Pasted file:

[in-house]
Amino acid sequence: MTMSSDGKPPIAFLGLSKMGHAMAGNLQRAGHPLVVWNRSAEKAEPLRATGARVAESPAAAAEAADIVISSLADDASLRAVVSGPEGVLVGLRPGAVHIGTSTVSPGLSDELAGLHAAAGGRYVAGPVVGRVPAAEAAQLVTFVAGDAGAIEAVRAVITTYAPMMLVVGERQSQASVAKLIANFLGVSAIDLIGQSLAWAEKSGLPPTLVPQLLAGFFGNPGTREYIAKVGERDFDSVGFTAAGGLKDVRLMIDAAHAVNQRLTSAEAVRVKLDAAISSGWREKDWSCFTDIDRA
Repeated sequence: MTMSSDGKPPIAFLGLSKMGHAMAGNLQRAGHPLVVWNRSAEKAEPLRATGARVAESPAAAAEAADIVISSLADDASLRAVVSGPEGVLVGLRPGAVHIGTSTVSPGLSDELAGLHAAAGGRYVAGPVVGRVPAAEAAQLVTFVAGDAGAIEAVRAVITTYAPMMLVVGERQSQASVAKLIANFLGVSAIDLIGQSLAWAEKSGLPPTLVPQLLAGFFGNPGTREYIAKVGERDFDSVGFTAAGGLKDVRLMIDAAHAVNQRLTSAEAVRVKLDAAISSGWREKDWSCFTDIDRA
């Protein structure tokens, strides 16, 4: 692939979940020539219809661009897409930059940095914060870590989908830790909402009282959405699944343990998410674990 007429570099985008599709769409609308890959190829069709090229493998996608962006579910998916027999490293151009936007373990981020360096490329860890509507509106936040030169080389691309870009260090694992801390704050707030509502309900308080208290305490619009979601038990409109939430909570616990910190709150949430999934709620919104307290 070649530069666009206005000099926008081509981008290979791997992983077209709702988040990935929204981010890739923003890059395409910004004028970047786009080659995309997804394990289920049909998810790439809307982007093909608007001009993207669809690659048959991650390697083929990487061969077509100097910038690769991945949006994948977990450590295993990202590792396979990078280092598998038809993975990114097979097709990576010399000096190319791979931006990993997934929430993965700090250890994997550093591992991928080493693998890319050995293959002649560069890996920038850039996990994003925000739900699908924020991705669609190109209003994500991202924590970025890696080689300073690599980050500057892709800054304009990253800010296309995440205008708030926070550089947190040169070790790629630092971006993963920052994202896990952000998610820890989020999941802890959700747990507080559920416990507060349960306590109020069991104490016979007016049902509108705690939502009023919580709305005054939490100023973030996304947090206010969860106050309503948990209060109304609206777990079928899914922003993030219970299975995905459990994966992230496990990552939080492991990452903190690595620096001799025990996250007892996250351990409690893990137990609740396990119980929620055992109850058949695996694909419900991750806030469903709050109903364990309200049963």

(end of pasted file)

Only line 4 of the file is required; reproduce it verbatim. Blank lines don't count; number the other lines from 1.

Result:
């Protein structure tokens, strides 16, 4: 692939979940020539219809661009897409930059940095914060870590989908830790909402009282959405699944343990998410674990 007429570099985008599709769409609308890959190829069709090229493998996608962006579910998916027999490293151009936007373990981020360096490329860890509507509106936040030169080389691309870009260090694992801390704050707030509502309900308080208290305490619009979601038990409109939430909570616990910190709150949430999934709620919104307290 070649530069666009206005000099926008081509981008290979791997992983077209709702988040990935929204981010890739923003890059395409910004004028970047786009080659995309997804394990289920049909998810790439809307982007093909608007001009993207669809690659048959991650390697083929990487061969077509100097910038690769991945949006994948977990450590295993990202590792396979990078280092598998038809993975990114097979097709990576010399000096190319791979931006990993997934929430993965700090250890994997550093591992991928080493693998890319050995293959002649560069890996920038850039996990994003925000739900699908924020991705669609190109209003994500991202924590970025890696080689300073690599980050500057892709800054304009990253800010296309995440205008708030926070550089947190040169070790790629630092971006993963920052994202896990952000998610820890989020999941802890959700747990507080559920416990507060349960306590109020069991104490016979007016049902509108705690939502009023919580709305005054939490100023973030996304947090206010969860106050309503948990209060109304609206777990079928899914922003993030219970299975995905459990994966992230496990990552939080492991990452903190690595620096001799025990996250007892996250351990409690893990137990609740396990119980929620055992109850058949695996694909419900991750806030469903709050109903364990309200049963």